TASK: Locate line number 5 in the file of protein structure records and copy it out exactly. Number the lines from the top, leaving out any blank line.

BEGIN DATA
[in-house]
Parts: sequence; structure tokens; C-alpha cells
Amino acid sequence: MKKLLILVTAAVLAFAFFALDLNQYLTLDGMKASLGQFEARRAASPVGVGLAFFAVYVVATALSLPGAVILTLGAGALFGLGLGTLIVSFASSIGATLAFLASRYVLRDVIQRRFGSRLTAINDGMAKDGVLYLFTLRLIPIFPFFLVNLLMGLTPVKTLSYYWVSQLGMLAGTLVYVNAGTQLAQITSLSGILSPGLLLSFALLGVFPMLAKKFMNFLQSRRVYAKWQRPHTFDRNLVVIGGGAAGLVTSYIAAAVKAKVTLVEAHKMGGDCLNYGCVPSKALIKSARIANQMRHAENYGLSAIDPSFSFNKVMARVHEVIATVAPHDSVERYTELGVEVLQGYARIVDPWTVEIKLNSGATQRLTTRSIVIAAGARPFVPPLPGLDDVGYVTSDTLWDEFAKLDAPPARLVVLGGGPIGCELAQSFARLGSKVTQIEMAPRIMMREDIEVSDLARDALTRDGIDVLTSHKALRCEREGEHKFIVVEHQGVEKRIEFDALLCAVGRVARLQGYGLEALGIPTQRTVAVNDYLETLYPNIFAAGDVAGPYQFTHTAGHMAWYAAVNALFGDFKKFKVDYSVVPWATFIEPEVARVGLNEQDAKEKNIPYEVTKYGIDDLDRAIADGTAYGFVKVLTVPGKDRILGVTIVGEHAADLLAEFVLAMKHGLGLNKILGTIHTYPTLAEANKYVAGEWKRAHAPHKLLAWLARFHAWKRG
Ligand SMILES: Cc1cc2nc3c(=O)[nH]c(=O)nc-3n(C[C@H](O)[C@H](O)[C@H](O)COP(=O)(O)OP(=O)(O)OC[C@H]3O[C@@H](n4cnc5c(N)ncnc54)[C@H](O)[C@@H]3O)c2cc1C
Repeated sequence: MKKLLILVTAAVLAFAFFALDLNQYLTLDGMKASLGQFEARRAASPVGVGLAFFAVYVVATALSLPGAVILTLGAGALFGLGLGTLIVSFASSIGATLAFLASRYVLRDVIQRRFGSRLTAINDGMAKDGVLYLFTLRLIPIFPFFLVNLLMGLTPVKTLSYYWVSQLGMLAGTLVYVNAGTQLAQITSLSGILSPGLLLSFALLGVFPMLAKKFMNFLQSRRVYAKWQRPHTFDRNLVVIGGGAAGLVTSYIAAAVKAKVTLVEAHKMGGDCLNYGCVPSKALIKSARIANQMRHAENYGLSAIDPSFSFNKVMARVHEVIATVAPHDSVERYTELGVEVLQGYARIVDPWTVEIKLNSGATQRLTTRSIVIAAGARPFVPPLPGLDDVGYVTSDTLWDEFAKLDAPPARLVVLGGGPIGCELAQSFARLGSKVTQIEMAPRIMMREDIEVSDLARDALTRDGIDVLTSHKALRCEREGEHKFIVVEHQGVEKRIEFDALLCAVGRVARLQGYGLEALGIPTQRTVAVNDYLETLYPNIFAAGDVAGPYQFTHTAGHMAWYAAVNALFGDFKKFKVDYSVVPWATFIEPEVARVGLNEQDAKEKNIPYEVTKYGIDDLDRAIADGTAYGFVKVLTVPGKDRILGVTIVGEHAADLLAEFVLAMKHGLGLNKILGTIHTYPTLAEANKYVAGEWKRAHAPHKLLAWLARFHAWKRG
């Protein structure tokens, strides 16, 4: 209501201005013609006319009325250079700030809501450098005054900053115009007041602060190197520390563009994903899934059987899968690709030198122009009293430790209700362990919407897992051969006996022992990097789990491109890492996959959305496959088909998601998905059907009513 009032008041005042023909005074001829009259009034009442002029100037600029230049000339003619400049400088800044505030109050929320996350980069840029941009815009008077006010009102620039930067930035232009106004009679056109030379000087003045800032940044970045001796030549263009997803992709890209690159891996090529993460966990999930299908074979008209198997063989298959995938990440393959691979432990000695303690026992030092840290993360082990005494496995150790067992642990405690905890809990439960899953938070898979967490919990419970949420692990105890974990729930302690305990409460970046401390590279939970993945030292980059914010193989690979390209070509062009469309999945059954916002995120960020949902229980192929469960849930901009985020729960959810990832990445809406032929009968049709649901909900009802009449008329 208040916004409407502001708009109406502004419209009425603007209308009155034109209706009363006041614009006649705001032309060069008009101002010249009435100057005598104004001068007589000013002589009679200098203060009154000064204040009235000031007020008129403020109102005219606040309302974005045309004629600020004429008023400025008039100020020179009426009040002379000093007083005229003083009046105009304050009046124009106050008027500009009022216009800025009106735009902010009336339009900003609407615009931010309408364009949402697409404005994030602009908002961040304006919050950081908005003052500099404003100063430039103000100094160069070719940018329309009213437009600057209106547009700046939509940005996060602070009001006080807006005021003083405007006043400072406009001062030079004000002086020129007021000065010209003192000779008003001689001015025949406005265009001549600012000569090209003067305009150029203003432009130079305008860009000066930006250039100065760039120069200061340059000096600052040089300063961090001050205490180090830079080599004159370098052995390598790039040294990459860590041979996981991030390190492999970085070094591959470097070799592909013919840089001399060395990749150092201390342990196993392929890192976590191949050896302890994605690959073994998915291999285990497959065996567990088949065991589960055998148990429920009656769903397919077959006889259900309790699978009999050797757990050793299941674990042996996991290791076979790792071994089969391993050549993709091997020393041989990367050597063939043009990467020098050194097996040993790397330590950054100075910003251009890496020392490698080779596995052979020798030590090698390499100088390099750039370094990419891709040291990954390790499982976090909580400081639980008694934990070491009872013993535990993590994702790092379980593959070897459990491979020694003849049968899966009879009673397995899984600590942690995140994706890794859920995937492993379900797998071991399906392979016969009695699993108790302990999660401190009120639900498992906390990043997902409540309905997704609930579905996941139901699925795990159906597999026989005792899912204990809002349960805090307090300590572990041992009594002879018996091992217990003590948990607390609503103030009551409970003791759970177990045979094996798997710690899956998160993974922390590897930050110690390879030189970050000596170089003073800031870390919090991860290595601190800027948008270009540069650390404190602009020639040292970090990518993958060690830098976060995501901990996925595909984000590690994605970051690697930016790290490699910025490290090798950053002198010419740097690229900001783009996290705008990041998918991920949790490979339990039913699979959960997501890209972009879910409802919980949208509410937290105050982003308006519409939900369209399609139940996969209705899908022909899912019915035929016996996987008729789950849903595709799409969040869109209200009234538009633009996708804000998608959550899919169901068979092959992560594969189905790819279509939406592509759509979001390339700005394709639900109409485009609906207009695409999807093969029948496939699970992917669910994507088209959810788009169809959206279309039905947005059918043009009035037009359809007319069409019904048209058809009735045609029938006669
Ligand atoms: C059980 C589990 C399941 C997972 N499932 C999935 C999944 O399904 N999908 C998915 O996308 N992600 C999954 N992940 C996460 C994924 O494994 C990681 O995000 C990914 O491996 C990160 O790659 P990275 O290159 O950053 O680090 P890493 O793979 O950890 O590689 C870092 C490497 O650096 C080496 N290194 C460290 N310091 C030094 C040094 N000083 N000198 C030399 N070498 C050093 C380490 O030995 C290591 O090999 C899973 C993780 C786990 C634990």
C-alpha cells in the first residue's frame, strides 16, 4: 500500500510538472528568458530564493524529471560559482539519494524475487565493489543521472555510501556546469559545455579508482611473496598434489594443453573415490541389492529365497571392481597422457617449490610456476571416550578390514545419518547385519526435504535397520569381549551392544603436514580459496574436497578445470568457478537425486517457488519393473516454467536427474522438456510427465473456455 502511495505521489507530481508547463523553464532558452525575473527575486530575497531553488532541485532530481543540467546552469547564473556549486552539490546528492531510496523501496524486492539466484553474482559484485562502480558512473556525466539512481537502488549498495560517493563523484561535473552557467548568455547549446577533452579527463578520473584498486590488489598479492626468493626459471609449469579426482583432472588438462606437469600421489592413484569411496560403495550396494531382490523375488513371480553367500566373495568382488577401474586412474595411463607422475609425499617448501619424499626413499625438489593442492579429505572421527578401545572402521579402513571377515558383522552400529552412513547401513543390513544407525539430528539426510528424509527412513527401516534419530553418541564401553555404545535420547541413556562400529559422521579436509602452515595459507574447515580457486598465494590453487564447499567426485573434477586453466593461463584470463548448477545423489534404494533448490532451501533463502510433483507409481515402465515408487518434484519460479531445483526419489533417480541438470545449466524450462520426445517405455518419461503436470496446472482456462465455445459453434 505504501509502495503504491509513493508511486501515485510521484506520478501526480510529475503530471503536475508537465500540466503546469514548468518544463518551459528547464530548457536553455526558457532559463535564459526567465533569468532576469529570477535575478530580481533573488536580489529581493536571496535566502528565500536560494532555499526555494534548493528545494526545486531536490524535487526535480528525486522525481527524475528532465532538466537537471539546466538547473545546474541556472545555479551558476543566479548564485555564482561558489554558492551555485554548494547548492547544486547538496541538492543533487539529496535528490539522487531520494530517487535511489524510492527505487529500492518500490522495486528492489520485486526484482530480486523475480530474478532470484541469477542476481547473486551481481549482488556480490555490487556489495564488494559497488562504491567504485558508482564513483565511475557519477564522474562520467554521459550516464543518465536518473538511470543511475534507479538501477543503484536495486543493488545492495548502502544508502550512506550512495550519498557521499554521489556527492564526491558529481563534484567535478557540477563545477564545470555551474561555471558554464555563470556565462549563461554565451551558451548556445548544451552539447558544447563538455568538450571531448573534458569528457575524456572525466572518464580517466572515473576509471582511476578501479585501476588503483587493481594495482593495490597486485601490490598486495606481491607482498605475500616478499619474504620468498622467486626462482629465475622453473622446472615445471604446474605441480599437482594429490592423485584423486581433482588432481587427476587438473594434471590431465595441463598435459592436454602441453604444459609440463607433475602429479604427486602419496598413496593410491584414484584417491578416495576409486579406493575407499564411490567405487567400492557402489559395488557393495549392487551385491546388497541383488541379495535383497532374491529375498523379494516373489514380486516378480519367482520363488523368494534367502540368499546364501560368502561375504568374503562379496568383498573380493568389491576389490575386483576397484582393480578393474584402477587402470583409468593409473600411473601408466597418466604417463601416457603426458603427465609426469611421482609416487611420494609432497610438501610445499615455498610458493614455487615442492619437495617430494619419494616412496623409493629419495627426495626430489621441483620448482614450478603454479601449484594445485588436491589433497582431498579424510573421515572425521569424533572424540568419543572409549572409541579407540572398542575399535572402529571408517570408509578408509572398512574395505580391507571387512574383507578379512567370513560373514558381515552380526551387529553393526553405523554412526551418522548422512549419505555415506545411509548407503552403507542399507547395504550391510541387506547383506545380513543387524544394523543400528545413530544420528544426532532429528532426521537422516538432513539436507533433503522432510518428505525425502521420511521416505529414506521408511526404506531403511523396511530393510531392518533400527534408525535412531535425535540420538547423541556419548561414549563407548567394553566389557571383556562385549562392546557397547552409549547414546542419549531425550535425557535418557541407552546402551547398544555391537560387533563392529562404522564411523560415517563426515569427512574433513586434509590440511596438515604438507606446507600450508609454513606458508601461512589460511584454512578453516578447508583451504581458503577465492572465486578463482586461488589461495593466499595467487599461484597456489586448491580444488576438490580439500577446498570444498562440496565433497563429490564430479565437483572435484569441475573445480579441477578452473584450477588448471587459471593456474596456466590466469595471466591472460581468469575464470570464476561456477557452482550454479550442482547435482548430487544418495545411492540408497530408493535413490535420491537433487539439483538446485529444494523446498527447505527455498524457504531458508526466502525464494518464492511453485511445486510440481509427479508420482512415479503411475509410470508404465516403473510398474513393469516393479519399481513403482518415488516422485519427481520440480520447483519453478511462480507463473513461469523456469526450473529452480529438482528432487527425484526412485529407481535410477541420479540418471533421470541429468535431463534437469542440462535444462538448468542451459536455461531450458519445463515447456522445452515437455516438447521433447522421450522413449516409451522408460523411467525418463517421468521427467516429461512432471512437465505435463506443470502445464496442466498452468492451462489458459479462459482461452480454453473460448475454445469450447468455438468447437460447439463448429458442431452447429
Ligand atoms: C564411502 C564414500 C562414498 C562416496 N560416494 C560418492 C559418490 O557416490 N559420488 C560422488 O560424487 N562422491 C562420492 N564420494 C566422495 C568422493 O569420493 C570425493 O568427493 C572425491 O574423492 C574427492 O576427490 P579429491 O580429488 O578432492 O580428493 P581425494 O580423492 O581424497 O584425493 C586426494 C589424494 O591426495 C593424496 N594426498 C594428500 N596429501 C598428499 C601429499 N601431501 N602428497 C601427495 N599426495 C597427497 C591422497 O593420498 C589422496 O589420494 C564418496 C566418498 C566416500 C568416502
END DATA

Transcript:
Repeated sequence: MKKLLILVTAAVLAFAFFALDLNQYLTLDGMKASLGQFEARRAASPVGVGLAFFAVYVVATALSLPGAVILTLGAGALFGLGLGTLIVSFASSIGATLAFLASRYVLRDVIQRRFGSRLTAINDGMAKDGVLYLFTLRLIPIFPFFLVNLLMGLTPVKTLSYYWVSQLGMLAGTLVYVNAGTQLAQITSLSGILSPGLLLSFALLGVFPMLAKKFMNFLQSRRVYAKWQRPHTFDRNLVVIGGGAAGLVTSYIAAAVKAKVTLVEAHKMGGDCLNYGCVPSKALIKSARIANQMRHAENYGLSAIDPSFSFNKVMARVHEVIATVAPHDSVERYTELGVEVLQGYARIVDPWTVEIKLNSGATQRLTTRSIVIAAGARPFVPPLPGLDDVGYVTSDTLWDEFAKLDAPPARLVVLGGGPIGCELAQSFARLGSKVTQIEMAPRIMMREDIEVSDLARDALTRDGIDVLTSHKALRCEREGEHKFIVVEHQGVEKRIEFDALLCAVGRVARLQGYGLEALGIPTQRTVAVNDYLETLYPNIFAAGDVAGPYQFTHTAGHMAWYAAVNALFGDFKKFKVDYSVVPWATFIEPEVARVGLNEQDAKEKNIPYEVTKYGIDDLDRAIADGTAYGFVKVLTVPGKDRILGVTIVGEHAADLLAEFVLAMKHGLGLNKILGTIHTYPTLAEANKYVAGEWKRAHAPHKLLAWLARFHAWKRG